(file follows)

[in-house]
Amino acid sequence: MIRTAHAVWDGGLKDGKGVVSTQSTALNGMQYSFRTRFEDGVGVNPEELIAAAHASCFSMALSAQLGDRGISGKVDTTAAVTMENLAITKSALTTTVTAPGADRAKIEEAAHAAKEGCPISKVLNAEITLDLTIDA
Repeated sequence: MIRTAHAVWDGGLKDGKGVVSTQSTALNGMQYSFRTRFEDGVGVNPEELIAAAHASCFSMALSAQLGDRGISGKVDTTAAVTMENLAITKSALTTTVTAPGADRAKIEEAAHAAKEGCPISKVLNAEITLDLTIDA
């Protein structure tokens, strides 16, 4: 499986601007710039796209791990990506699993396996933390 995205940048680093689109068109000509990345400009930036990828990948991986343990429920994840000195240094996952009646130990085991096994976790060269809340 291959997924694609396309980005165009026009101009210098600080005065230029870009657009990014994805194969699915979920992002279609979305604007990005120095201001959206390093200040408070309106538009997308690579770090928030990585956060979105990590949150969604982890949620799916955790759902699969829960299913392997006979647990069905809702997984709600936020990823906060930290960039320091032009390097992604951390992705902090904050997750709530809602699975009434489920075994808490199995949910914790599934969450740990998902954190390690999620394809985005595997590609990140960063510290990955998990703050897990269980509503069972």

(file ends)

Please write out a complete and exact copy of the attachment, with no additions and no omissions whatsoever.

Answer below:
[in-house]
Amino acid sequence: MIRTAHAVWDGGLKDGKGVVSTQSTALNGMQYSFRTRFEDGVGVNPEELIAAAHASCFSMALSAQLGDRGISGKVDTTAAVTMENLAITKSALTTTVTAPGADRAKIEEAAHAAKEGCPISKVLNAEITLDLTIDA
Repeated sequence: MIRTAHAVWDGGLKDGKGVVSTQSTALNGMQYSFRTRFEDGVGVNPEELIAAAHASCFSMALSAQLGDRGISGKVDTTAAVTMENLAITKSALTTTVTAPGADRAKIEEAAHAAKEGCPISKVLNAEITLDLTIDA
């Protein structure tokens, strides 16, 4: 499986601007710039796209791990990506699993396996933390 995205940048680093689109068109000509990345400009930036990828990948991986343990429920994840000195240094996952009646130990085991096994976790060269809340 291959997924694609396309980005165009026009101009210098600080005065230029870009657009990014994805194969699915979920992002279609979305604007990005120095201001959206390093200040408070309106538009997308690579770090928030990585956060979105990590949150969604982890949620799916955790759902699969829960299913392997006979647990069905809702997984709600936020990823906060930290960039320091032009390097992604951390992705902090904050997750709530809602699975009434489920075994808490199995949910914790599934969450740990998902954190390690999620394809985005595997590609990140960063510290990955998990703050897990269980509503069972």